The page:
Since then, very little has changed – Mercedes keep winning everything and the smaller teams continue to complain that the amount of travelling hikes up their costs and makes their lives even more difficult, also, the engineers would like to see their families occasionally.

F1’s response to this is … to add two more races.

Despite the way that sounds, I am looking forward to the two new races (Vietnam and Netherlands) but I wanted to see whether they’d been slotted into the F1 calendar in places that made sense. I used the same app as previously (https://gallery.shinyapps.io/shiny-salesman/). I used Amsterdam as the location for the Dutch Grand Prix because Amsterdam is the city nearest to Zandvoort. (All of this was calculated pre-Coronavirus.)

The most efficient calendar can be seen below: sJ7qgX.png The order is Australia, Singapore, Vietnam, China, Abu Dhabi, Bahrain, Azerbaijan, Russia, Hungary, Austria, Italy, Monaco, Spain, France, Belgium, Netherlands, Britain, Canada, United States, Mexico and Brazil.

17 of the 22 are in a different place to the real calendar. The ones that are the same are Australia, Vietnam, China, Azerbaijan and Austria.

Of the 17 that are different, 8 of them involve crossing to a different continent that the “most efficient” and 9 involve being on a different continent than the race before.

I still think F1 is making life unnecessarily difficult for itself, the teams and for the logistics staff. I suspect Abu Dhabi at the end of the season is unavoidable for contractual reasons, but I really don’t understand why they have the Canadian GP in the middle of the summer which involves two hops across the Atlantic that could be avoided. I think moving the Canadian Grand Prix to later in the year to when everyone is already in that part of the world for the US, Mexican and Brazilian Grand Prix would help enormously.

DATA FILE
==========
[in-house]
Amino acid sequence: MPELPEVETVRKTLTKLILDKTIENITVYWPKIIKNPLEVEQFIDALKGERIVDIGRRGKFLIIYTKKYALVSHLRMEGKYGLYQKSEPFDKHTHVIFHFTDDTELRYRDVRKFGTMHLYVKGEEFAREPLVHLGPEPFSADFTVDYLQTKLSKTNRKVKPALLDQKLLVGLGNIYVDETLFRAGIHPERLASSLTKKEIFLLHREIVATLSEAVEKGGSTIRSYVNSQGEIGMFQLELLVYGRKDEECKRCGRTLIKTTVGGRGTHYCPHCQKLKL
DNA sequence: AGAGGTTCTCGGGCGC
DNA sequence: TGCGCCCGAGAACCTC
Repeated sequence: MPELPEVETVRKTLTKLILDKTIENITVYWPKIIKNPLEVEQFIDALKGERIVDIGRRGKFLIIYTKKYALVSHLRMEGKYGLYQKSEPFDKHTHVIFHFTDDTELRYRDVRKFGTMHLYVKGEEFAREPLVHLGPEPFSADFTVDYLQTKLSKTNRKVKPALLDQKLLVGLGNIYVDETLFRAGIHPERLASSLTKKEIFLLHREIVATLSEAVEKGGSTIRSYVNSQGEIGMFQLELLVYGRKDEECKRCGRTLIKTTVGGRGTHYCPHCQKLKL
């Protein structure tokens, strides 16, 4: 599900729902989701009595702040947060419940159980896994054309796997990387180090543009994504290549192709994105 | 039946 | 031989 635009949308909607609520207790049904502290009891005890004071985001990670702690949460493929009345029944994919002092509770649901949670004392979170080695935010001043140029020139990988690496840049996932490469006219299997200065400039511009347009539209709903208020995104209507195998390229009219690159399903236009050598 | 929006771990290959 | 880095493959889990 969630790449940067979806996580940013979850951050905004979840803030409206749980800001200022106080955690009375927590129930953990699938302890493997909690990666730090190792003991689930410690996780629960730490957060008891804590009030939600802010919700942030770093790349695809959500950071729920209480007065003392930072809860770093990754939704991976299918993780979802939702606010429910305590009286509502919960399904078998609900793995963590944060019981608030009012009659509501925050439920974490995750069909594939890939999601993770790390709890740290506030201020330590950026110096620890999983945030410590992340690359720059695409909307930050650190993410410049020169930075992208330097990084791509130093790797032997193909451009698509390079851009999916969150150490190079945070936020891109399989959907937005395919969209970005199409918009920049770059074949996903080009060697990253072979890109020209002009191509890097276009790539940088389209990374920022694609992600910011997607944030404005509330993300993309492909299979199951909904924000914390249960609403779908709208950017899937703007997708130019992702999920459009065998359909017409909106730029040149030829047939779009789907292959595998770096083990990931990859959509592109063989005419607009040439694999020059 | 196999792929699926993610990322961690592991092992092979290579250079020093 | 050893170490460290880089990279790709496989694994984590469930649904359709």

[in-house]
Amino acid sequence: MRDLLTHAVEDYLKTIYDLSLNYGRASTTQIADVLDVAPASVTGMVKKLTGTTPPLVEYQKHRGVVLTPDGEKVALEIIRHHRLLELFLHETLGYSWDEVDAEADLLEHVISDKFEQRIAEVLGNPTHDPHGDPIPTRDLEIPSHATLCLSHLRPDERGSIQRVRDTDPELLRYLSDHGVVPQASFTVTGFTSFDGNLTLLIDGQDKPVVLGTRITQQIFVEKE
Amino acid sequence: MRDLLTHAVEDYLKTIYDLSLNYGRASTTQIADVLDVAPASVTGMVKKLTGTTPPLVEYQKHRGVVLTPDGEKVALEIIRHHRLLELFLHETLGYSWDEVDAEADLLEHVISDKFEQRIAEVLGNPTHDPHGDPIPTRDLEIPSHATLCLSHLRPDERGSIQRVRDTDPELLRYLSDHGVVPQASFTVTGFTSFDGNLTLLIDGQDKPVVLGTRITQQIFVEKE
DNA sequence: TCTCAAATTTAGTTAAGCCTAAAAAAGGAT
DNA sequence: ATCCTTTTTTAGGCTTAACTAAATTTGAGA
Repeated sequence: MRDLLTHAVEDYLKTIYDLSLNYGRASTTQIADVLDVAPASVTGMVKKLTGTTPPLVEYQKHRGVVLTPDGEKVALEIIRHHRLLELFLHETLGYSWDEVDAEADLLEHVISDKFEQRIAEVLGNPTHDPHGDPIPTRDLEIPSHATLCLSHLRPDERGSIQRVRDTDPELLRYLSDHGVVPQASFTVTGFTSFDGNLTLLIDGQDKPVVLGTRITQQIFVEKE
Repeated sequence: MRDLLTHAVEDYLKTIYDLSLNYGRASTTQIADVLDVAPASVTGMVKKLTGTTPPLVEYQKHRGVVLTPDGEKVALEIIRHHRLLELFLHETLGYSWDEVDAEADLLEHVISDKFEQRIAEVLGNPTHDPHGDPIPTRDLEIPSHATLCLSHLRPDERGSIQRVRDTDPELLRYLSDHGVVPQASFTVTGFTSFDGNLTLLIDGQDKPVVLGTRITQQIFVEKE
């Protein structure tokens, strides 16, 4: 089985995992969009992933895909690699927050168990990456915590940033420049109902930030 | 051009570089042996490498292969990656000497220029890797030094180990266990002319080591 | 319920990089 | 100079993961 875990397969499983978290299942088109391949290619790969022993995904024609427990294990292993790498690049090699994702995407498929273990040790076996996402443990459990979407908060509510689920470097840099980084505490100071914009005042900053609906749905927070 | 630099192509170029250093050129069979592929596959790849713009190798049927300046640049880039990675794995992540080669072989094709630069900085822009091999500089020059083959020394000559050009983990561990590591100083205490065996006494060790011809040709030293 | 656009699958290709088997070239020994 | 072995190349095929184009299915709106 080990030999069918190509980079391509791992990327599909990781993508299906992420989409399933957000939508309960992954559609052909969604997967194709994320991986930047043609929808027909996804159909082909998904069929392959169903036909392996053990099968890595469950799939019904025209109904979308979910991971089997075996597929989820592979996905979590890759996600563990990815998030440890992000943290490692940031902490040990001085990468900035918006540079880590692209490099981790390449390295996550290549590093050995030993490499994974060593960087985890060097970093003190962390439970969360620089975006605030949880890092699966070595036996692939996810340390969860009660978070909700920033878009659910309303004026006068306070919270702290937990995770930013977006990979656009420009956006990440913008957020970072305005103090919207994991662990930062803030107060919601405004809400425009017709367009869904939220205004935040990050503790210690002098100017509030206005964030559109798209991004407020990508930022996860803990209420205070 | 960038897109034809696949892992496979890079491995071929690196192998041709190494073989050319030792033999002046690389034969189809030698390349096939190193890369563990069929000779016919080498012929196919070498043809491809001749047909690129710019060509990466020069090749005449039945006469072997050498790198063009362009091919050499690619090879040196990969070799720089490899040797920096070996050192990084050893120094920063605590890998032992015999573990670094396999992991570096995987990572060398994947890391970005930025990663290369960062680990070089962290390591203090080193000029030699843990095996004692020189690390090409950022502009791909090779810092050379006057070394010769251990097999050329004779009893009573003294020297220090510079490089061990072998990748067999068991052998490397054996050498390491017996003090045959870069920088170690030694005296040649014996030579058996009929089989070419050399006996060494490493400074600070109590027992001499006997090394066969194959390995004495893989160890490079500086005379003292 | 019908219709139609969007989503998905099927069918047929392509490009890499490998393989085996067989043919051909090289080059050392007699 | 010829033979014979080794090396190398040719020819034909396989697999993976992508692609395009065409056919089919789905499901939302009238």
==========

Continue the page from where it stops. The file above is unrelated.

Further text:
Saturday, 25 January 2020

Just say no to more street circuits

I am always bemused when an article about F1 that complains about the lack of action in modern races goes on to suggest more city street circuits as the solution.

Now there are some advantages city street circuits.

1 - They're easier to get to for spectators.  By their very nature, racing circuits need lots of space, and it's easier to get that in the middle of nowhere.  Middle of nowhere never has good transport links.  (It's not much fun for the locals either.  I have two friends from near Silverstone and they both loathe having the Grand Prix on their doorstep.)  Street circuits are in the middle of cities or near them.  Cities have much better transport links.

2 - Things do happen in street races.  If the drivers make a mistake, there's a good chance their race ends in a barrier.  If that happens, there will be a safety car, and with a lot of the present drivers, you can't trust them not to mess that up, or the start after it, be the car virtual or Mercedes-AMG GT3.  But that's a demolition derby, not racing.